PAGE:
Independence of Iraq probe queried

The people who will investigate US intelligence failures used to justify the Iraq war are already a matter of controversy.

    Chuck Robb (L) and Laurence Silberman (R) will co-chair panel

    Under strong political

    pressure, President George Bush established

     a bipartisan

    commission on Friday to investigate the

    failures

    .

    Claims that Iraq had stockpiles of weapons of mass

    destruction were the main reason cited by Bush for the Iraq

    war, in which more than 500 US troops have died.

    According to the independent website, iraqbodycount.net, Iraqi civilian casualties could be as high as 10,000.

    Bush noted during a press conference that former chief US weapons hunter David Kay had failed to confirm prewar intelligence that Iraq possessed weapons of mass destruction.

    "We are determined to figure out why," he said.

    "We're also determined to make sure that American

    intelligence is as accurate as possible for every challenge in

    the future."

    Democrat criticism

    However, opposition Democrats immediately questioned the independence of the

    commission since its members were handpicked by Bush.

    They want the panel to investigate whether the

    Bush administration hyped up the threat.

    "To have a commission appointed exclusively by President

    Bush investigate his administration's intelligence failures in

    Iraq does not inspire confidence in its independence"

    Nancy Pelosi,
    US Democrat leader

    "To have a commission appointed exclusively by President

    Bush investigate his administration's intelligence failures in

    Iraq does not inspire confidence in its independence," said

    Nancy Pelosi of California, leader of the Democratic

    minority in the House of Representatives.

    And Henry Waxman, a California Democrat, said the

    commission "may provide President Bush with political cover,

    but it won't result in the investigation that the nation

    needs".

    Commission members

    The commission

    will have nine members, seven of whom were

    named on Friday.

    • Chuck Robb, 64, is a former Democratic senator. A Marine Corps

      reserve member from 1970-1991, he fought in Vietnam. 

      Robb was governor

      of Virginia from 1982-1986, and was elected to the US Senate where

      he served from 1988-2000. He was on the Armed Forces and

      Intelligence committees.

    • Laurence Silberman, 68,  is a judge and a Republican. He was named to the

      federal appeals court for Washington by Ronald Reagan in 1985, a

      politically sensitive post in which he overturned the conviction of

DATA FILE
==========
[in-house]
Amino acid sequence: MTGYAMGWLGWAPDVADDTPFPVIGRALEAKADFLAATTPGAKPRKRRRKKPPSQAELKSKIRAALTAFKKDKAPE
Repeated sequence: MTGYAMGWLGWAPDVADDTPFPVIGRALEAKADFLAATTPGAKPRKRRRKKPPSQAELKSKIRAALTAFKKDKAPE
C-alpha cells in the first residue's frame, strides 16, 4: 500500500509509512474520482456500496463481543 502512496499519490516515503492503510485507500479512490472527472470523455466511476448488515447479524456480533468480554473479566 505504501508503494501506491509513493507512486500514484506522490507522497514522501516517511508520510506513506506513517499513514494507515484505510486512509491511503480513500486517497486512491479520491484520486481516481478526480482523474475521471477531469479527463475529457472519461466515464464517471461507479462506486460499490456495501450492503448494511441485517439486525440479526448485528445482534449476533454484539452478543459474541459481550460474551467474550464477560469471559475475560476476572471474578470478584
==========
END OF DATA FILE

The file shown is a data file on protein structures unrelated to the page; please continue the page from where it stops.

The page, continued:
Oliver North in the Irangate scandal.

      He also served as US

      ambassador to Yugoslavia 1975-77, and has been a law professor at

      several prestigious US universities.

      War veteran

    • John McCain, 67, has been a Republican senator from Arizona since 1982. A

      former pilot and prisoner in Vietnam, i

      n 2000 he sought the Republican presidential

      nomination.

      A member of the Senate Armed Forces committee, McCain

      has already said

      he does

      not think Bush exaggerated the evidence to bolster his case for

      war.

    • Lloyd Cutler, 87, is a Democrat, legal scholar and consummate

      Washington insider.

      He was a legal adviser to the White House during

      the presidencies of Jimmy Carter and Bill Clinton.

    • McCain (C) has said he does not
      believe Bush hyped Iraq's threat 

      Rick Levin, 56, is a Democrat and has been president of Bush's alma mater,

      Yale University, since 1993. He is an economist by training.

      Naval officer

    • Bill Studeman, 64, is an admiral and former deputy director of the CIA

      (1992-1995) - a post to which he was named by George Bush senior.

      A

      naval intelligence officer, he served four tours of duty in Vietnam.

      He was also director of naval intelligence (1985-1988), before leading

      the National Security Agency.

    • Pat Wald, 75, has been a judge at the Hague-based International

      Criminal Court since 1992.

      She was named to the Washington federal appeals

      court in 1977 by then-president Jimmy Carter, a Democrat. 

      But Wald

       

      retired in 1999 and became an ICC magistrate whose work has included

      trials of the first criminals from the former Yugoslavia.

    SOURCE: Agencies


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